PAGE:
In addition to varying the replacement condition, users can also vary other key input assumptions intended to better reflect the circumstances under which existing assets are replaced and the varying cost impacts of those circumstances. For example, users can assume that existing assets are replaced under full service, partial service, or a service shut down. Users can also assume assets are replaced either by agency (force-account) or by contracted labor. Each of these affects the cost of asset replacement for rail assets.
TERM also includes two key financial parameters. First, the model allows the user to establish the rate of inflation used to escalate the cost of asset replacements for TERM’s needs forecasts. Note that this feature is not used for the C&P report, which reports all needs in current dollars. Second, users can adjust the discount rate used for TERM’s benefit-cost analysis.
The data tables described above allow TERM to estimate different types of capital investments, including rehabilitation and replacement expenditures, expansion investments, and capital projects aimed at performance improvements. These three different investment categories are described below.
Asset Rehabilitation and Replacement Investments
TERM’s asset rehabilitation and replacement forecasts are designed to estimate annual funding needs for the ongoing rehabilitation and replacement of the Nation’s existing transit assets. Specifically, these needs include the normal replacement of assets reaching the end of their useful life, mid-life rehabilitations, and annual “capital expenditures” to cover the cost of smaller capital reinvestment amounts not included as part of asset replacement or rehabilitation activities.
To estimate continuing replacement and rehabilitation investments, TERM estimates the current and expected future physical condition of each transit asset identified in TERM’s asset inventory for each year of the 20-year forecast. These projected condition values are then used to determine when individual assets will require rehabilitation or replacement. TERM also maintains an output record of this condition forecast to assess the impacts of alternate levels of capital reinvestment on asset conditions (both for individual assets and in aggregate). In TERM, the physical conditions of all assets are measured using a numeric scale of 5 through 1; see Exhibit C-1 for a description of the scale.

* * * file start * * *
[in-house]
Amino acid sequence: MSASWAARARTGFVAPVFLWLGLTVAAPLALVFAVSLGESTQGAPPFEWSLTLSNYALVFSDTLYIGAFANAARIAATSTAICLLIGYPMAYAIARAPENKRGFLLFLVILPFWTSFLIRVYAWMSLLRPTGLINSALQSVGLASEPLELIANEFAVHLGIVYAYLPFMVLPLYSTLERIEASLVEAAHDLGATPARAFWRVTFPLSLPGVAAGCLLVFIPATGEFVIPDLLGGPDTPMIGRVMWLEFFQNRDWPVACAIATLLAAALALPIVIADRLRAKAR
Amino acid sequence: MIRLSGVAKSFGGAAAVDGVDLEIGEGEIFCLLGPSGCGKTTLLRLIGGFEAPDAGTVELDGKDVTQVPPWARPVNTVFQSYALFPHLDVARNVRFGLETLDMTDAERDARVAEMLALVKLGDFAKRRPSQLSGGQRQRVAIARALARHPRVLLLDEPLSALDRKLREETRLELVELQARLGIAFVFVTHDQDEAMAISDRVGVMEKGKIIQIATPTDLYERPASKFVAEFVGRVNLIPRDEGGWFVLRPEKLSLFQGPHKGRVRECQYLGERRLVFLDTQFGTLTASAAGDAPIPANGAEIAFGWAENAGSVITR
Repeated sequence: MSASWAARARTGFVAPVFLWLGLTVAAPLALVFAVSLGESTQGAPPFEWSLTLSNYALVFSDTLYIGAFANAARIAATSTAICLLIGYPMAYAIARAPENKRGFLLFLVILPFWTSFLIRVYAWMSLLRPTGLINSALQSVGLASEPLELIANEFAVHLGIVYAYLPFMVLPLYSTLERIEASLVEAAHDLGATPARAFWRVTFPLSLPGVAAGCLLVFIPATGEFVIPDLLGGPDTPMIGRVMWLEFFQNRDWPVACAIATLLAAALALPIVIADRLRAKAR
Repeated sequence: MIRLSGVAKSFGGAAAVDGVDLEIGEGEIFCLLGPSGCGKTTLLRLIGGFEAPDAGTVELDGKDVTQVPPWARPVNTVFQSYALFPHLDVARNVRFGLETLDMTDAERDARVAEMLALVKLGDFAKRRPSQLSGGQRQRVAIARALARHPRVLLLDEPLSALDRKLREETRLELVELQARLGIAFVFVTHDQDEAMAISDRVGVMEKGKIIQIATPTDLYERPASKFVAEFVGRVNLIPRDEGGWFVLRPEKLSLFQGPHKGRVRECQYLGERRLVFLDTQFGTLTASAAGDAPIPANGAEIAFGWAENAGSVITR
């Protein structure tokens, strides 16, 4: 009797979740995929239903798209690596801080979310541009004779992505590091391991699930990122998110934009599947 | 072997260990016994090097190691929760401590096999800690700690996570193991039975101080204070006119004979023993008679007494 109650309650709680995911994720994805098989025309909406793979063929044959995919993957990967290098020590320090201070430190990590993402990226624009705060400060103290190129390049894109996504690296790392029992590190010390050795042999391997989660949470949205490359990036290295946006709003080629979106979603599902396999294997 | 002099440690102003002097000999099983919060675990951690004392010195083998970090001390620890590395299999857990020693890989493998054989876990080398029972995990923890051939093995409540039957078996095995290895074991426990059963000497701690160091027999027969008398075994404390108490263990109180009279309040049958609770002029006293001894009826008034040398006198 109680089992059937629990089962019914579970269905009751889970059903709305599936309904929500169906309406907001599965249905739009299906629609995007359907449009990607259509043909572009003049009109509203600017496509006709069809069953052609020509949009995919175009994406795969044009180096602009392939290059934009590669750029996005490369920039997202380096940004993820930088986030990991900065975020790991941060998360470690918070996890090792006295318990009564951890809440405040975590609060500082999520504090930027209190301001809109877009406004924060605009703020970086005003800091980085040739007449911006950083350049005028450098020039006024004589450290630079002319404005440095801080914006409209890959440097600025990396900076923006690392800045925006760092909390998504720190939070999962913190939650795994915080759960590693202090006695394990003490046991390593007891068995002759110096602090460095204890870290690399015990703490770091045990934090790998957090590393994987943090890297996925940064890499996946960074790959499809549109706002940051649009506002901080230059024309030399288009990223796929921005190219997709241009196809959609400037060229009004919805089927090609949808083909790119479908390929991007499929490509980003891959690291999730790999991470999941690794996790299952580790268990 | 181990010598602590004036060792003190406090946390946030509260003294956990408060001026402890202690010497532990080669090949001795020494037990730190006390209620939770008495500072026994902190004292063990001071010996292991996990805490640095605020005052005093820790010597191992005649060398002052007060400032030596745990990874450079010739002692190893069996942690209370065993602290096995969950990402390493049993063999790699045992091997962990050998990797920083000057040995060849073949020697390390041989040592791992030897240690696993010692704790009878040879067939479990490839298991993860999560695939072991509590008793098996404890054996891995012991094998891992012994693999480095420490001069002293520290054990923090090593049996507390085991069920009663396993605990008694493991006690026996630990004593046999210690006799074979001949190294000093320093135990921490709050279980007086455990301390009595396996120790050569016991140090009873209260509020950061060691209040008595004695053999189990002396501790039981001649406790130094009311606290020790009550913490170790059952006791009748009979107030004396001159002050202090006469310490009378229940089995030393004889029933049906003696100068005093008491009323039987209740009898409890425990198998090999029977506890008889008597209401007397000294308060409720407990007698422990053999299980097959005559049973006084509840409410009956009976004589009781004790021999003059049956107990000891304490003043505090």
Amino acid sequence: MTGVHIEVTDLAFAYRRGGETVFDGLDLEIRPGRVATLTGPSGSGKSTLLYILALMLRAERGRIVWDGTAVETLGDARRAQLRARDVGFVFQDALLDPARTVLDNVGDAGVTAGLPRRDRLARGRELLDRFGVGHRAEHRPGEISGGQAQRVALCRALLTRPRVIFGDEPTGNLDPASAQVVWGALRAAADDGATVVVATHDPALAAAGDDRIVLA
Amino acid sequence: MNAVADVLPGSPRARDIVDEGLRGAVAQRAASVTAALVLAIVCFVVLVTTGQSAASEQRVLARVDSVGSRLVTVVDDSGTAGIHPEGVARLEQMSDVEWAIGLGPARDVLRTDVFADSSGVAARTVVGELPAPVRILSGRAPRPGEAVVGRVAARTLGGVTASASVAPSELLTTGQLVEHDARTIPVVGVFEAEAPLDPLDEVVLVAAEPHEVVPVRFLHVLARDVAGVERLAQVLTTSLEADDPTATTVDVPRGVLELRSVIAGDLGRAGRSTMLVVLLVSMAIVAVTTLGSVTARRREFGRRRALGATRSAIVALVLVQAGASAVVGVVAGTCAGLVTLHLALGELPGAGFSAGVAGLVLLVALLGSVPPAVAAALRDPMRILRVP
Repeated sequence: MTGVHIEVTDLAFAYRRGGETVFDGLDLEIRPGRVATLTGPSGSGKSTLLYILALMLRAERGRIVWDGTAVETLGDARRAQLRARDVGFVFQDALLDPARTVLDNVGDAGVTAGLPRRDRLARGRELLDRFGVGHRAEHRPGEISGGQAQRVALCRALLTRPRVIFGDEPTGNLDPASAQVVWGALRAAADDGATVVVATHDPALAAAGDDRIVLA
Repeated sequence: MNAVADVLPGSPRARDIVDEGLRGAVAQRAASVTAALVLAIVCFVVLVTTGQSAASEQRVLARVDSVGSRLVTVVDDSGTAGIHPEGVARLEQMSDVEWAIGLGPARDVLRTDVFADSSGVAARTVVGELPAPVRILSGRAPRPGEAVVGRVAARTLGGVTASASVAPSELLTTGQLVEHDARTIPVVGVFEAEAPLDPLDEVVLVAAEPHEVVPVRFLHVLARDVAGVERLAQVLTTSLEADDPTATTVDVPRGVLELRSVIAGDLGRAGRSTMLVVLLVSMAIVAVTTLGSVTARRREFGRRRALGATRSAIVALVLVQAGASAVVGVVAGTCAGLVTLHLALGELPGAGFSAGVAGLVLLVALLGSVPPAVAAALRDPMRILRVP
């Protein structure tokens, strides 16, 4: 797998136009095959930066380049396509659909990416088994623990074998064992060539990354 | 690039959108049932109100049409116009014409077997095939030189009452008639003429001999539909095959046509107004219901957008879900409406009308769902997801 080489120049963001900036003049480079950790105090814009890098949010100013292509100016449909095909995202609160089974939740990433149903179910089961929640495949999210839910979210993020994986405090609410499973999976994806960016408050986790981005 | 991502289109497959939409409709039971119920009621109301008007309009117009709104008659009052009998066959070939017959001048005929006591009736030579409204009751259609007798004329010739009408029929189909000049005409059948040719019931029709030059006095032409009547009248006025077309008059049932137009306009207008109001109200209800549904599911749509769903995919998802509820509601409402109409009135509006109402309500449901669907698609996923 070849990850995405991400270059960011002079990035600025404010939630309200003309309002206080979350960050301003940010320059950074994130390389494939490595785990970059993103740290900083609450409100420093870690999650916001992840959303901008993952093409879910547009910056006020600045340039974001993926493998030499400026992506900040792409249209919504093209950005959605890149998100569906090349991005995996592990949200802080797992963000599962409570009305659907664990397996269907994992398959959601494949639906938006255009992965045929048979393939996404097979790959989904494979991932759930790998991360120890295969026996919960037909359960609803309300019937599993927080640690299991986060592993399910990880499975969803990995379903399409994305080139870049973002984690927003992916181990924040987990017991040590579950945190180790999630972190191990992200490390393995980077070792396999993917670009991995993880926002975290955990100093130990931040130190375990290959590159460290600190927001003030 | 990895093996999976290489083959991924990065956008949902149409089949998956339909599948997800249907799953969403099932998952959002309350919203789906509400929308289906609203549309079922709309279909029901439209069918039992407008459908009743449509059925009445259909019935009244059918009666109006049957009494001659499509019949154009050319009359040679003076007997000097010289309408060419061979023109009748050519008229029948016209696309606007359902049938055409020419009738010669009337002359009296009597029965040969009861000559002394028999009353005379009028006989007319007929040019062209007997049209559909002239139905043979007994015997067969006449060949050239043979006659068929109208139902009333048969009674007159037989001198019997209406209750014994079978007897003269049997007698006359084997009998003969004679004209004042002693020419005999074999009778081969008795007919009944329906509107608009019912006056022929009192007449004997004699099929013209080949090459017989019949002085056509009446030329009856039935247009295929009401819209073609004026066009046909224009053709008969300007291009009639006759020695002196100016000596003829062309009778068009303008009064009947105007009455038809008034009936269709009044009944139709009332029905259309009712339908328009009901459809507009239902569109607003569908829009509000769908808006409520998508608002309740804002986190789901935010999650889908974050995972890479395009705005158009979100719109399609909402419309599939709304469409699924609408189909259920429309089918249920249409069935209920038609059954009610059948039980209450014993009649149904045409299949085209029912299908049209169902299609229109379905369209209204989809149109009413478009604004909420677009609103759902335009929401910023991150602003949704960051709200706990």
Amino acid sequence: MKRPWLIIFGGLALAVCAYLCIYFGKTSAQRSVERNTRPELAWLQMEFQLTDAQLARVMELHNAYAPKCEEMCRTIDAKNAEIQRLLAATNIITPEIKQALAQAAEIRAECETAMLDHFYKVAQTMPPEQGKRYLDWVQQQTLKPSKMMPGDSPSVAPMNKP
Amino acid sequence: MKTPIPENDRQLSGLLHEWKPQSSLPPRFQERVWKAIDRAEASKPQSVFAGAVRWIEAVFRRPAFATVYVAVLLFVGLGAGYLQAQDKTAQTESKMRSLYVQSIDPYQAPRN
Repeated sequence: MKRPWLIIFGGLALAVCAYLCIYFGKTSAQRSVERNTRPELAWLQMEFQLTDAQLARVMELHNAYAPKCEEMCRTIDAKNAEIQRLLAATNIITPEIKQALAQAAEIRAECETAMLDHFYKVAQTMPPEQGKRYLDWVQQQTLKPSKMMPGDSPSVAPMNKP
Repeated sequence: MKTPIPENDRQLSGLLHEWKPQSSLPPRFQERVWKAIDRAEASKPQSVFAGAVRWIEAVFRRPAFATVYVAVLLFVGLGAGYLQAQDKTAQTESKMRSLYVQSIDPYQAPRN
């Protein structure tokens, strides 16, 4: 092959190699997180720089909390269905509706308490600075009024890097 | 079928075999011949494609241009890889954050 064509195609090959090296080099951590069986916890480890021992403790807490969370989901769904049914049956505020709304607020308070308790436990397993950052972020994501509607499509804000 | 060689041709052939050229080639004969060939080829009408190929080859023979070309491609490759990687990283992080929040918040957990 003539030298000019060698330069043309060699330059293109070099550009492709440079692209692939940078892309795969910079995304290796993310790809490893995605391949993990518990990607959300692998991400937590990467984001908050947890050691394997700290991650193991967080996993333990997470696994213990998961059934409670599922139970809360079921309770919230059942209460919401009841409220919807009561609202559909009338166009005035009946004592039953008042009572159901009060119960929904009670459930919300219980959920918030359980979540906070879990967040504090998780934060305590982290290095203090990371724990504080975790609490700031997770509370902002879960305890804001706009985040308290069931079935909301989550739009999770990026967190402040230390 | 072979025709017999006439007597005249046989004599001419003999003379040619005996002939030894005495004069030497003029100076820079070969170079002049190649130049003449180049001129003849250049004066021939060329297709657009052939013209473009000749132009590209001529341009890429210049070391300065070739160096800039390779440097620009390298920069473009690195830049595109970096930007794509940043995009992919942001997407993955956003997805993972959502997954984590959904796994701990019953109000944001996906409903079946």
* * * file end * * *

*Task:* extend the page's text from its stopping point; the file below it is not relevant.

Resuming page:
|Excellent||4.8–5.0||No visible defects, near new condition.|
|Good||4.0–4.7||Some slightly defective or deteriorated components.|
|Adequate||3.0–3.9||Moderately defective or deteriorated components.|
|Marginal||2.0–2.9||Defective or deteriorated components in need of replacement.|
|Poor||1.0–1.9||Seriously damaged components in need of immediate repair.|
TERM currently allows an asset to be rehabilitated up to five times throughout its life cycle before being replaced. During a life-cycle simulation, TERM records the cost and timing of each re-investment event as a model output and adds it to the tally of national investment needs (provided they pass a benefit-cost test, if applied).
TERM’s process of estimating rehabilitation and replacement needs is represented conceptually for a generic asset in Exhibit C-2. In this theoretical example, asset age is shown on the horizontal axis, the cost of life-cycle capital investments is shown on the left-vertical axis (as a percent of acquisition cost), and asset conditions are shown on the right-vertical axis. At the acquisition date, each asset is assigned an initial condition rating of 5, or “excellent,” and the asset’s initial purchase cost is represented by the tall vertical bar at the left of the chart. Over time, the asset’s condition begins to decline in response to age and use, represented by the dotted line, requiring periodic lifecycle improvements including annual capital maintenance and periodic rehabilitation projects. Finally, the asset reaches the end of its useful life, defined in this example as a physical condition rating of 2.5, at which point the asset is retired and replaced.